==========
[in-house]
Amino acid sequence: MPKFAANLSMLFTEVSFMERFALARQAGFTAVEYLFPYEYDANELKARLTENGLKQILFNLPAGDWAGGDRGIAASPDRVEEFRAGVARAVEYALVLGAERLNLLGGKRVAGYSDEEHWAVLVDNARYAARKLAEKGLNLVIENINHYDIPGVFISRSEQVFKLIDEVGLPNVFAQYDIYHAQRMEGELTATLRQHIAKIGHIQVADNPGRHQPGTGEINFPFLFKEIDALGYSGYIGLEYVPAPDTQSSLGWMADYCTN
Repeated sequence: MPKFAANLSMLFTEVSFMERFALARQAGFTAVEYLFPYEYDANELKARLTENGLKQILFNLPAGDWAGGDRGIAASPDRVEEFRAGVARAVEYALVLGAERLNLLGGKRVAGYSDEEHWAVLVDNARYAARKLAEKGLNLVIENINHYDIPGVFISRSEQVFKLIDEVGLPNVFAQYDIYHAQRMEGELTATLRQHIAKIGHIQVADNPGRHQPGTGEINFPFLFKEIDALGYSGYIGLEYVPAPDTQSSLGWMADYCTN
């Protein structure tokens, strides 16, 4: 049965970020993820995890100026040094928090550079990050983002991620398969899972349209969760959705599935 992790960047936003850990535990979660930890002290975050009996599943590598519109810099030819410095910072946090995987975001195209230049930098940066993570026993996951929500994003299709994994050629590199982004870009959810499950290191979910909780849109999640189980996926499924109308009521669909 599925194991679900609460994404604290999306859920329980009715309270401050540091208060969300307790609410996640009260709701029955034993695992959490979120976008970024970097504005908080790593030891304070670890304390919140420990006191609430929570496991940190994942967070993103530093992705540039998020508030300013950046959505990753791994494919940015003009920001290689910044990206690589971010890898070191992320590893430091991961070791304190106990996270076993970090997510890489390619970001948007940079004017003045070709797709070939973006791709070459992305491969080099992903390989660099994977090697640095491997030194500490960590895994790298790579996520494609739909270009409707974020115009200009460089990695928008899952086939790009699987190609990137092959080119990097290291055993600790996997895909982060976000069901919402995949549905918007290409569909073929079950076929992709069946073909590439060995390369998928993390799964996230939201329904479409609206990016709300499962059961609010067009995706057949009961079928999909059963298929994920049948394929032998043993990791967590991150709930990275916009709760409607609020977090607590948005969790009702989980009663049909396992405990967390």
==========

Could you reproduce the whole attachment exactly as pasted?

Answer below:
[in-house]
Amino acid sequence: MPKFAANLSMLFTEVSFMERFALARQAGFTAVEYLFPYEYDANELKARLTENGLKQILFNLPAGDWAGGDRGIAASPDRVEEFRAGVARAVEYALVLGAERLNLLGGKRVAGYSDEEHWAVLVDNARYAARKLAEKGLNLVIENINHYDIPGVFISRSEQVFKLIDEVGLPNVFAQYDIYHAQRMEGELTATLRQHIAKIGHIQVADNPGRHQPGTGEINFPFLFKEIDALGYSGYIGLEYVPAPDTQSSLGWMADYCTN
Repeated sequence: MPKFAANLSMLFTEVSFMERFALARQAGFTAVEYLFPYEYDANELKARLTENGLKQILFNLPAGDWAGGDRGIAASPDRVEEFRAGVARAVEYALVLGAERLNLLGGKRVAGYSDEEHWAVLVDNARYAARKLAEKGLNLVIENINHYDIPGVFISRSEQVFKLIDEVGLPNVFAQYDIYHAQRMEGELTATLRQHIAKIGHIQVADNPGRHQPGTGEINFPFLFKEIDALGYSGYIGLEYVPAPDTQSSLGWMADYCTN
């Protein structure tokens, strides 16, 4: 049965970020993820995890100026040094928090550079990050983002991620398969899972349209969760959705599935 992790960047936003850990535990979660930890002290975050009996599943590598519109810099030819410095910072946090995987975001195209230049930098940066993570026993996951929500994003299709994994050629590199982004870009959810499950290191979910909780849109999640189980996926499924109308009521669909 599925194991679900609460994404604290999306859920329980009715309270401050540091208060969300307790609410996640009260709701029955034993695992959490979120976008970024970097504005908080790593030891304070670890304390919140420990006191609430929570496991940190994942967070993103530093992705540039998020508030300013950046959505990753791994494919940015003009920001290689910044990206690589971010890898070191992320590893430091991961070791304190106990996270076993970090997510890489390619970001948007940079004017003045070709797709070939973006791709070459992305491969080099992903390989660099994977090697640095491997030194500490960590895994790298790579996520494609739909270009409707974020115009200009460089990695928008899952086939790009699987190609990137092959080119990097290291055993600790996997895909982060976000069901919402995949549905918007290409569909073929079950076929992709069946073909590439060995390369998928993390799964996230939201329904479409609206990016709300499962059961609010067009995706057949009961079928999909059963298929994920049948394929032998043993990791967590991150709930990275916009709760409607609020977090607590948005969790009702989980009663049909396992405990967390």